My window in the tiny Kadıköy apartment looks out onto the wall of the neighboring building, just three feet away across a small deck of sloppily placed tar paper. From the bedroom looking out, it becomes an abstract painting, a tableau in random geometric shapes by Piet Mondrian maybe. The square of the red plastic whatever in the bottom corner is a statement somehow, a bright contrast to the dirty beige of the rest of the canvas, a beige broken up with subtle gradations from the way the chipping plaster catches the sideways sunlight differently and from the darker mildew stains, but otherwise a uniform color in stark opposition to that corner of red. The line of the pipes on the left of the frame breaks the plane of the piece, and even offers one more splotch of color to break the beige, a curlicue of rust-brown wire that binds the pipe to the cement protrusion behind it.
I like the abstractions of these urban windows. When we visit the Lake House in Florida, we wake up to windows displaying a more bucolic scene, like Realist nature studies by English Romantics, Constable perhaps. He was known for “skying”--his study of clouds at various times of the day, and he would have loved the galleons of storms that sail through that Floridian blue, framed by the dense vegetation that crowds both sides of the main window in the master bedroom.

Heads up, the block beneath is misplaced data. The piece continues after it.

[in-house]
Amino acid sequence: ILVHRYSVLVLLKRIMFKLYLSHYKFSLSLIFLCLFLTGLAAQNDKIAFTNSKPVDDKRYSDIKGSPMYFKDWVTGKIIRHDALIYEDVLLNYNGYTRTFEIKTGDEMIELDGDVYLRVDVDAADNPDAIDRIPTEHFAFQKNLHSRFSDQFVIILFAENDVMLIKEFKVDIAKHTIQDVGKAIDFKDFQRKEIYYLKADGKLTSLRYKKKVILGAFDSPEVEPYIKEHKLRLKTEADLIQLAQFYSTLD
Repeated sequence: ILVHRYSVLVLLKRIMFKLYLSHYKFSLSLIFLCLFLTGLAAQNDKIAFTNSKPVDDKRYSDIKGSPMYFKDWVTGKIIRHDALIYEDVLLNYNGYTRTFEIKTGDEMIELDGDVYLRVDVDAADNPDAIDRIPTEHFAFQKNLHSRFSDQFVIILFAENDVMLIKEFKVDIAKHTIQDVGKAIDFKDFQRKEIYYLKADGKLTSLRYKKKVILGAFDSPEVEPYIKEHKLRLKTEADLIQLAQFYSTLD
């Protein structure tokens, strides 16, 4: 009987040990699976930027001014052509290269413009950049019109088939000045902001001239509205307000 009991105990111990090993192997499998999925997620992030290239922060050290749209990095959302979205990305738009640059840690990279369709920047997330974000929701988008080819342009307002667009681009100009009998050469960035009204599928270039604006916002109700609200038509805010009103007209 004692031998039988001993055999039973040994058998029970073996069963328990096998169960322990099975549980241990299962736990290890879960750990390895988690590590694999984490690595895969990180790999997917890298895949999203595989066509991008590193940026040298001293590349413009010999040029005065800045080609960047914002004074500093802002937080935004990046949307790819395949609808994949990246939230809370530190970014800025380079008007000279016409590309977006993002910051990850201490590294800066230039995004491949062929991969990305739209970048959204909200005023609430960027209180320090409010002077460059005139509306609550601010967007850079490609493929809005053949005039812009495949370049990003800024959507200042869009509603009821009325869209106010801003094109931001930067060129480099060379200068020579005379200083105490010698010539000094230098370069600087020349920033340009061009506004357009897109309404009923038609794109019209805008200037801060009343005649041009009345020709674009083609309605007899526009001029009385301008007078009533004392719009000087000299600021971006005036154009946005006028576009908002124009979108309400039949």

But this Kadıköy abstraction is a thing to be meditated on. It offers a mental landscape without shape at first, something airy and anonymous, something that, if stared at long enough, begins to hum, charged as it is with the energy of a centuries old city, a buzz of tangled wires carrying stories and historical catastrophes and languages still striking against one another.